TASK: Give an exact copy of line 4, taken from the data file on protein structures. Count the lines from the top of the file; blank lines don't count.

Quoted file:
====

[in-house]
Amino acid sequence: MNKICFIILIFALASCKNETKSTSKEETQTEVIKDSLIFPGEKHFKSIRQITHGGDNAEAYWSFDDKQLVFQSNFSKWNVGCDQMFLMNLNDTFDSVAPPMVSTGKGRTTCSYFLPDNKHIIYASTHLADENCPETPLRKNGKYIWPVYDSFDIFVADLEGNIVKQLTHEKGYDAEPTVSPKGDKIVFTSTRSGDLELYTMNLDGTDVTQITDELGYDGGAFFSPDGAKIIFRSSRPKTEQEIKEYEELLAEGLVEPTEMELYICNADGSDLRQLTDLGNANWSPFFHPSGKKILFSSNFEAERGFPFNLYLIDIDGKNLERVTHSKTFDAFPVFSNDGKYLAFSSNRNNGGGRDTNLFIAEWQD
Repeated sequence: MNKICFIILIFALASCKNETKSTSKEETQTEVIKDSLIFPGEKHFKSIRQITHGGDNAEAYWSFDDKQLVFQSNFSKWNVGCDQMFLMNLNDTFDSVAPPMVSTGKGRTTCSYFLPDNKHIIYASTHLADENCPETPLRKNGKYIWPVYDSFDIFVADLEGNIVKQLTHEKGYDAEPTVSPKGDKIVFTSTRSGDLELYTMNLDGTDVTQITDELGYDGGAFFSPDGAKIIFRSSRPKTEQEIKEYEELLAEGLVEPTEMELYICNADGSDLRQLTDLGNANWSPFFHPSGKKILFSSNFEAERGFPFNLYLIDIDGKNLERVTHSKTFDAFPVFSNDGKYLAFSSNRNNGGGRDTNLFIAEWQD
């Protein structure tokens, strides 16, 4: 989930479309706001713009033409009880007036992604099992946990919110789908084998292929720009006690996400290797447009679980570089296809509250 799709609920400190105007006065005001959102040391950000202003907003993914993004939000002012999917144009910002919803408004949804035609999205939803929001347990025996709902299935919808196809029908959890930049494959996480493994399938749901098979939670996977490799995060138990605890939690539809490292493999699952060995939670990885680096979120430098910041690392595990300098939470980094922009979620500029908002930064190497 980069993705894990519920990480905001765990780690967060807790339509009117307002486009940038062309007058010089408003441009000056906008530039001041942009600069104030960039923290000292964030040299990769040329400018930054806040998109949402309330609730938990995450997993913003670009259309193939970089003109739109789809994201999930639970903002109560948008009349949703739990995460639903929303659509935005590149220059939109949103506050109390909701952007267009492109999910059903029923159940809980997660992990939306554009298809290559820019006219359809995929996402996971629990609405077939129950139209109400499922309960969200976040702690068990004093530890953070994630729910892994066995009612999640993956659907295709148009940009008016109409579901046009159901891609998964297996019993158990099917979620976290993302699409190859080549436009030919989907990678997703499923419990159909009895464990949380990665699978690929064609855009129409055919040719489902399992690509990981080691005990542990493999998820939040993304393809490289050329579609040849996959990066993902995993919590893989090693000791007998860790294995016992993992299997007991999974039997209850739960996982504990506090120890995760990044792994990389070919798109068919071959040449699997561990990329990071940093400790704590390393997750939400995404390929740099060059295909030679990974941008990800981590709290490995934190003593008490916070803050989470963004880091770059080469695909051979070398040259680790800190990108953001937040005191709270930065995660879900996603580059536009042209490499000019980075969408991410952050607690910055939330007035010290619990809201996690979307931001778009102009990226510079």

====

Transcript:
């Protein structure tokens, strides 16, 4: 989930479309706001713009033409009880007036992604099992946990919110789908084998292929720009006690996400290797447009679980570089296809509250 799709609920400190105007006065005001959102040391950000202003907003993914993004939000002012999917144009910002919803408004949804035609999205939803929001347990025996709902299935919808196809029908959890930049494959996480493994399938749901098979939670996977490799995060138990605890939690539809490292493999699952060995939670990885680096979120430098910041690392595990300098939470980094922009979620500029908002930064190497 980069993705894990519920990480905001765990780690967060807790339509009117307002486009940038062309007058010089408003441009000056906008530039001041942009600069104030960039923290000292964030040299990769040329400018930054806040998109949402309330609730938990995450997993913003670009259309193939970089003109739109789809994201999930639970903002109560948008009349949703739990995460639903929303659509935005590149220059939109949103506050109390909701952007267009492109999910059903029923159940809980997660992990939306554009298809290559820019006219359809995929996402996971629990609405077939129950139209109400499922309960969200976040702690068990004093530890953070994630729910892994066995009612999640993956659907295709148009940009008016109409579901046009159901891609998964297996019993158990099917979620976290993302699409190859080549436009030919989907990678997703499923419990159909009895464990949380990665699978690929064609855009129409055919040719489902399992690509990981080691005990542990493999998820939040993304393809490289050329579609040849996959990066993902995993919590893989090693000791007998860790294995016992993992299997007991999974039997209850739960996982504990506090120890995760990044792994990389070919798109068919071959040449699997561990990329990071940093400790704590390393997750939400995404390929740099060059295909030679990974941008990800981590709290490995934190003593008490916070803050989470963004880091770059080469695909051979070398040259680790800190990108953001937040005191709270930065995660879900996603580059536009042209490499000019980075969408991410952050607690910055939330007035010290619990809201996690979307931001778009102009990226510079």